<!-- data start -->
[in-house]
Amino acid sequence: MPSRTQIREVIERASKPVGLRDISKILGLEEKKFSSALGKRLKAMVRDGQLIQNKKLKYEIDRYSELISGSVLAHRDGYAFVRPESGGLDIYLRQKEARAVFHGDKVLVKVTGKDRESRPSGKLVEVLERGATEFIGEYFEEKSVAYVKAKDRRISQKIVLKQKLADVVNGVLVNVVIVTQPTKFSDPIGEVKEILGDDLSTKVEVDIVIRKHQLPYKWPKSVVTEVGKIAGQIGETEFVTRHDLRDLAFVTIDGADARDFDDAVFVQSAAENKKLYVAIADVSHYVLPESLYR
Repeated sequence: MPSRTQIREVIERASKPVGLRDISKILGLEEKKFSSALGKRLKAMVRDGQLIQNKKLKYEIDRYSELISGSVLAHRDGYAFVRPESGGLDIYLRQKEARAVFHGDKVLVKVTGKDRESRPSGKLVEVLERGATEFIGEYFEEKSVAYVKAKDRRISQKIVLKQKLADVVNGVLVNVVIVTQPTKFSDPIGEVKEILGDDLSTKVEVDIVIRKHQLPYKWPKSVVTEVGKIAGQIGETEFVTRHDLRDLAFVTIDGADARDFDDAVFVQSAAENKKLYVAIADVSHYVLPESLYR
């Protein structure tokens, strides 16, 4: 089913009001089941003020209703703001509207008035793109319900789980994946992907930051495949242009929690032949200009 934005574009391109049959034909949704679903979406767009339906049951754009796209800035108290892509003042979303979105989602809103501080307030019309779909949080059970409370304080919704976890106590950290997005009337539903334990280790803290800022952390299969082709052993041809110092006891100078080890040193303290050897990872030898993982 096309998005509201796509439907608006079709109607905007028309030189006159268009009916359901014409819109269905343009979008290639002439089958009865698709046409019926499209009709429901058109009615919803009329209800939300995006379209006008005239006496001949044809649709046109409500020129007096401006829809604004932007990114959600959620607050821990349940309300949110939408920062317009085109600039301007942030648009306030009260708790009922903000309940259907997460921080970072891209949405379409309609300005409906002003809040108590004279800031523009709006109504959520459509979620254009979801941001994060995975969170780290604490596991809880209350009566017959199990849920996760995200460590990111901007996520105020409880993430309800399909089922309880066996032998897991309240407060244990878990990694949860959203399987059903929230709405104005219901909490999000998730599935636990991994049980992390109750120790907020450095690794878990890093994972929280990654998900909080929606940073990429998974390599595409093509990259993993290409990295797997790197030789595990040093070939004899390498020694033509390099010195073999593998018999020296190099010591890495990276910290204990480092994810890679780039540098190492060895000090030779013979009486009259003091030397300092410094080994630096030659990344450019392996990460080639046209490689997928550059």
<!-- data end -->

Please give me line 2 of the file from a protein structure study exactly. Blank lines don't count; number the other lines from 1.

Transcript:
Amino acid sequence: MPSRTQIREVIERASKPVGLRDISKILGLEEKKFSSALGKRLKAMVRDGQLIQNKKLKYEIDRYSELISGSVLAHRDGYAFVRPESGGLDIYLRQKEARAVFHGDKVLVKVTGKDRESRPSGKLVEVLERGATEFIGEYFEEKSVAYVKAKDRRISQKIVLKQKLADVVNGVLVNVVIVTQPTKFSDPIGEVKEILGDDLSTKVEVDIVIRKHQLPYKWPKSVVTEVGKIAGQIGETEFVTRHDLRDLAFVTIDGADARDFDDAVFVQSAAENKKLYVAIADVSHYVLPESLYR